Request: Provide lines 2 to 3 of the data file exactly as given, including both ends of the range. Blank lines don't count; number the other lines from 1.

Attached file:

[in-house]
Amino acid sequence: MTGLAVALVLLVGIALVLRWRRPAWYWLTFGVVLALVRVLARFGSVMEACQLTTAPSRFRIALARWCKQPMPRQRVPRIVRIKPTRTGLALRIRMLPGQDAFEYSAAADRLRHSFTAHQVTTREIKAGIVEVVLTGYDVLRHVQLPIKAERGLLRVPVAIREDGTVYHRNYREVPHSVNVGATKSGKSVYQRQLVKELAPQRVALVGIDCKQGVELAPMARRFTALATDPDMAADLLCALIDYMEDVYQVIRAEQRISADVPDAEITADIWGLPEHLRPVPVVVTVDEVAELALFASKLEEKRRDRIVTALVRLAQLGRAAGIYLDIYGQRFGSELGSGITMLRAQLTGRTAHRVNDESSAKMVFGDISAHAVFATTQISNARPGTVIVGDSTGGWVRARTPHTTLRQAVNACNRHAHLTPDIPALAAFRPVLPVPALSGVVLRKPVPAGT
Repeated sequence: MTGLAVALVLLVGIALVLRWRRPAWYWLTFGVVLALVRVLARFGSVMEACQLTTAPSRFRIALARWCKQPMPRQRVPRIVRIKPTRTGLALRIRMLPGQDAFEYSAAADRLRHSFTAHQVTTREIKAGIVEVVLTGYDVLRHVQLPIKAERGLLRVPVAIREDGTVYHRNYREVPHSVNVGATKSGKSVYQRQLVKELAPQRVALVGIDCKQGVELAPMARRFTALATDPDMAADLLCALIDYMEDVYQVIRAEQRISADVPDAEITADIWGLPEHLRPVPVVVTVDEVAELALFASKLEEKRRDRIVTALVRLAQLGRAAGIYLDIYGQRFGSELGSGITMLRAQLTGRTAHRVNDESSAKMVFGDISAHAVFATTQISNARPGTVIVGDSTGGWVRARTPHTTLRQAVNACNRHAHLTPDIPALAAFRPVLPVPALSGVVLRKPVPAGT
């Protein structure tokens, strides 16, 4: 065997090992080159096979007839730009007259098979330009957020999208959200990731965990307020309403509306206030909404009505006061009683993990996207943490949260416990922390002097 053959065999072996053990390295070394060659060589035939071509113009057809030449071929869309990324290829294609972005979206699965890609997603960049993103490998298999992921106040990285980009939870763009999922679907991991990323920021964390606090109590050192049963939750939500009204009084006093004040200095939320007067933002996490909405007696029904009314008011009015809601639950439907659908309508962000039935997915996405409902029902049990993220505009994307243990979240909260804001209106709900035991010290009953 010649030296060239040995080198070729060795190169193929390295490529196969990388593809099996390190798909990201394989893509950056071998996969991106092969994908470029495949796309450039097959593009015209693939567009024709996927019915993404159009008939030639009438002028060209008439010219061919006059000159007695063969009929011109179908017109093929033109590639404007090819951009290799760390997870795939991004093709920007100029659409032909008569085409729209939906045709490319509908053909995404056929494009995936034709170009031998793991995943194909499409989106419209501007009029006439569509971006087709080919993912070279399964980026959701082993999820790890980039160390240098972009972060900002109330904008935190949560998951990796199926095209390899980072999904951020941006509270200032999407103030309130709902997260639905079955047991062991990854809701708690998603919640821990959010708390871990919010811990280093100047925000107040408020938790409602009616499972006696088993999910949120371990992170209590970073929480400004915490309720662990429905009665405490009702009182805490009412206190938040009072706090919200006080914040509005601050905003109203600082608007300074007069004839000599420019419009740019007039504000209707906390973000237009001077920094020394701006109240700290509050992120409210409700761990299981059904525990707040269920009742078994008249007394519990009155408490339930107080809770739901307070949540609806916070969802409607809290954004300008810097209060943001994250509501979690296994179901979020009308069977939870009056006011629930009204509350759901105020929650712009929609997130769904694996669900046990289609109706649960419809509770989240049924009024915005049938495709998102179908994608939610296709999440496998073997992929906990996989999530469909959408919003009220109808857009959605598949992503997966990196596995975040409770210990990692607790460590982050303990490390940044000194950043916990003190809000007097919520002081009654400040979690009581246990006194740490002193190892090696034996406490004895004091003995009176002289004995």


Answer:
Amino acid sequence: MTGLAVALVLLVGIALVLRWRRPAWYWLTFGVVLALVRVLARFGSVMEACQLTTAPSRFRIALARWCKQPMPRQRVPRIVRIKPTRTGLALRIRMLPGQDAFEYSAAADRLRHSFTAHQVTTREIKAGIVEVVLTGYDVLRHVQLPIKAERGLLRVPVAIREDGTVYHRNYREVPHSVNVGATKSGKSVYQRQLVKELAPQRVALVGIDCKQGVELAPMARRFTALATDPDMAADLLCALIDYMEDVYQVIRAEQRISADVPDAEITADIWGLPEHLRPVPVVVTVDEVAELALFASKLEEKRRDRIVTALVRLAQLGRAAGIYLDIYGQRFGSELGSGITMLRAQLTGRTAHRVNDESSAKMVFGDISAHAVFATTQISNARPGTVIVGDSTGGWVRARTPHTTLRQAVNACNRHAHLTPDIPALAAFRPVLPVPALSGVVLRKPVPAGT
Repeated sequence: MTGLAVALVLLVGIALVLRWRRPAWYWLTFGVVLALVRVLARFGSVMEACQLTTAPSRFRIALARWCKQPMPRQRVPRIVRIKPTRTGLALRIRMLPGQDAFEYSAAADRLRHSFTAHQVTTREIKAGIVEVVLTGYDVLRHVQLPIKAERGLLRVPVAIREDGTVYHRNYREVPHSVNVGATKSGKSVYQRQLVKELAPQRVALVGIDCKQGVELAPMARRFTALATDPDMAADLLCALIDYMEDVYQVIRAEQRISADVPDAEITADIWGLPEHLRPVPVVVTVDEVAELALFASKLEEKRRDRIVTALVRLAQLGRAAGIYLDIYGQRFGSELGSGITMLRAQLTGRTAHRVNDESSAKMVFGDISAHAVFATTQISNARPGTVIVGDSTGGWVRARTPHTTLRQAVNACNRHAHLTPDIPALAAFRPVLPVPALSGVVLRKPVPAGT